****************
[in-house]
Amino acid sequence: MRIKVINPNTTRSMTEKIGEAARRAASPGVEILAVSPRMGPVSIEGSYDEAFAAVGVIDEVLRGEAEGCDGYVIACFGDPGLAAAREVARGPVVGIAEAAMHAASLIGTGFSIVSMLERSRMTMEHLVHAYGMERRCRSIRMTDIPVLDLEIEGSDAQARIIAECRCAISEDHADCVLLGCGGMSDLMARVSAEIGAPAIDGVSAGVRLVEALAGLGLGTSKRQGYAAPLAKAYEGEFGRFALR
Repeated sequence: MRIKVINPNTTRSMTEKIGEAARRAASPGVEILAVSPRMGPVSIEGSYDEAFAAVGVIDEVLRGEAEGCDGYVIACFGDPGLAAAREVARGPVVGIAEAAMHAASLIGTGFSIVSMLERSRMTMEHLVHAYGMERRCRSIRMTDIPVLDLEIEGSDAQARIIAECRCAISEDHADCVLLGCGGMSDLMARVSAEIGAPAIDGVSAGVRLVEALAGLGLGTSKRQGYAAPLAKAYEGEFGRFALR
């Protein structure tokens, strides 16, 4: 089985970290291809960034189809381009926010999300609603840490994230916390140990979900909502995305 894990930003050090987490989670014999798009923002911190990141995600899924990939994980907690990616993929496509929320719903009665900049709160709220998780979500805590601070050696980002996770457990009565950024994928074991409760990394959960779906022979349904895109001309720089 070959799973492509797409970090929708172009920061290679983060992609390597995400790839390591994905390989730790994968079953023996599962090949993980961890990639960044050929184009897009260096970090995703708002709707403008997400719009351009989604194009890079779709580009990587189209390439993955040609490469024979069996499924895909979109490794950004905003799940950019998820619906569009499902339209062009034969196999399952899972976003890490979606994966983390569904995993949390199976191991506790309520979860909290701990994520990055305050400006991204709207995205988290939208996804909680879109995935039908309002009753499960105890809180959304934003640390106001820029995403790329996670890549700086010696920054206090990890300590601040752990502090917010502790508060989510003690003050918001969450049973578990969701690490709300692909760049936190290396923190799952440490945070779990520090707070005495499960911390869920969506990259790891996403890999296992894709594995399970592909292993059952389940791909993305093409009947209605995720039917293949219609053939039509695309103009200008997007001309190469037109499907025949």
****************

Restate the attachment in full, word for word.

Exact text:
[in-house]
Amino acid sequence: MRIKVINPNTTRSMTEKIGEAARRAASPGVEILAVSPRMGPVSIEGSYDEAFAAVGVIDEVLRGEAEGCDGYVIACFGDPGLAAAREVARGPVVGIAEAAMHAASLIGTGFSIVSMLERSRMTMEHLVHAYGMERRCRSIRMTDIPVLDLEIEGSDAQARIIAECRCAISEDHADCVLLGCGGMSDLMARVSAEIGAPAIDGVSAGVRLVEALAGLGLGTSKRQGYAAPLAKAYEGEFGRFALR
Repeated sequence: MRIKVINPNTTRSMTEKIGEAARRAASPGVEILAVSPRMGPVSIEGSYDEAFAAVGVIDEVLRGEAEGCDGYVIACFGDPGLAAAREVARGPVVGIAEAAMHAASLIGTGFSIVSMLERSRMTMEHLVHAYGMERRCRSIRMTDIPVLDLEIEGSDAQARIIAECRCAISEDHADCVLLGCGGMSDLMARVSAEIGAPAIDGVSAGVRLVEALAGLGLGTSKRQGYAAPLAKAYEGEFGRFALR
């Protein structure tokens, strides 16, 4: 089985970290291809960034189809381009926010999300609603840490994230916390140990979900909502995305 894990930003050090987490989670014999798009923002911190990141995600899924990939994980907690990616993929496509929320719903009665900049709160709220998780979500805590601070050696980002996770457990009565950024994928074991409760990394959960779906022979349904895109001309720089 070959799973492509797409970090929708172009920061290679983060992609390597995400790839390591994905390989730790994968079953023996599962090949993980961890990639960044050929184009897009260096970090995703708002709707403008997400719009351009989604194009890079779709580009990587189209390439993955040609490469024979069996499924895909979109490794950004905003799940950019998820619906569009499902339209062009034969196999399952899972976003890490979606994966983390569904995993949390199976191991506790309520979860909290701990994520990055305050400006991204709207995205988290939208996804909680879109995935039908309002009753499960105890809180959304934003640390106001820029995403790329996670890549700086010696920054206090990890300590601040752990502090917010502790508060989510003690003050918001969450049973578990969701690490709300692909760049936190290396923190799952440490945070779990520090707070005495499960911390869920969506990259790891996403890999296992894709594995399970592909292993059952389940791909993305093409009947209605995720039917293949219609053939039509695309103009200008997007001309190469037109499907025949």